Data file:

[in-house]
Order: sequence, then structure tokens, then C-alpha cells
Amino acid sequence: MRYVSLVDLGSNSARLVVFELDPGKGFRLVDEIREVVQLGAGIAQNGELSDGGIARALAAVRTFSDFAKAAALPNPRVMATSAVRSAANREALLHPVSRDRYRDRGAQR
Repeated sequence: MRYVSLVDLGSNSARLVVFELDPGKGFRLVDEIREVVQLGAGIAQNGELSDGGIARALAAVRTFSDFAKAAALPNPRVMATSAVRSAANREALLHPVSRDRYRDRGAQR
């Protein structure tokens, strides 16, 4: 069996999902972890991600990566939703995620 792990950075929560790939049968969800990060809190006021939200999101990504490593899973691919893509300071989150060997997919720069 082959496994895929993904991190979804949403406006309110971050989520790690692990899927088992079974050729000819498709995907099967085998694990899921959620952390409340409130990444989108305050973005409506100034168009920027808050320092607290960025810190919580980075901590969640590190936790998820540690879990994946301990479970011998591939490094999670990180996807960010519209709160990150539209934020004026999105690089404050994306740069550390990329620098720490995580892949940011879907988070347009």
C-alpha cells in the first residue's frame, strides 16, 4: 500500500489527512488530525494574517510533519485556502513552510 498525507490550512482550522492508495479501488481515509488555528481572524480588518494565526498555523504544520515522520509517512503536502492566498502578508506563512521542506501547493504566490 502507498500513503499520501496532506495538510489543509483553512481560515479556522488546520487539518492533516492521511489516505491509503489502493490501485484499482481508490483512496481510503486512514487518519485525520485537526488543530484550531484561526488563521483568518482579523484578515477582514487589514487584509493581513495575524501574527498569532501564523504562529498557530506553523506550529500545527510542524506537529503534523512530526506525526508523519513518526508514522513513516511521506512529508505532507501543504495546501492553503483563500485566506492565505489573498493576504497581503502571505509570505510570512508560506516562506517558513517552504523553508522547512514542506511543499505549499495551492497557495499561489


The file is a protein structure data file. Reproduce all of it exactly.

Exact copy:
[in-house]
Order: sequence, then structure tokens, then C-alpha cells
Amino acid sequence: MRYVSLVDLGSNSARLVVFELDPGKGFRLVDEIREVVQLGAGIAQNGELSDGGIARALAAVRTFSDFAKAAALPNPRVMATSAVRSAANREALLHPVSRDRYRDRGAQR
Repeated sequence: MRYVSLVDLGSNSARLVVFELDPGKGFRLVDEIREVVQLGAGIAQNGELSDGGIARALAAVRTFSDFAKAAALPNPRVMATSAVRSAANREALLHPVSRDRYRDRGAQR
């Protein structure tokens, strides 16, 4: 069996999902972890991600990566939703995620 792990950075929560790939049968969800990060809190006021939200999101990504490593899973691919893509300071989150060997997919720069 082959496994895929993904991190979804949403406006309110971050989520790690692990899927088992079974050729000819498709995907099967085998694990899921959620952390409340409130990444989108305050973005409506100034168009920027808050320092607290960025810190919580980075901590969640590190936790998820540690879990994946301990479970011998591939490094999670990180996807960010519209709160990150539209934020004026999105690089404050994306740069550390990329620098720490995580892949940011879907988070347009």
C-alpha cells in the first residue's frame, strides 16, 4: 500500500489527512488530525494574517510533519485556502513552510 498525507490550512482550522492508495479501488481515509488555528481572524480588518494565526498555523504544520515522520509517512503536502492566498502578508506563512521542506501547493504566490 502507498500513503499520501496532506495538510489543509483553512481560515479556522488546520487539518492533516492521511489516505491509503489502493490501485484499482481508490483512496481510503486512514487518519485525520485537526488543530484550531484561526488563521483568518482579523484578515477582514487589514487584509493581513495575524501574527498569532501564523504562529498557530506553523506550529500545527510542524506537529503534523512530526506525526508523519513518526508514522513513516511521506512529508505532507501543504495546501492553503483563500485566506492565505489573498493576504497581503502571505509570505510570512508560506516562506517558513517552504523553508522547512514542506511543499505549499495551492497557495499561489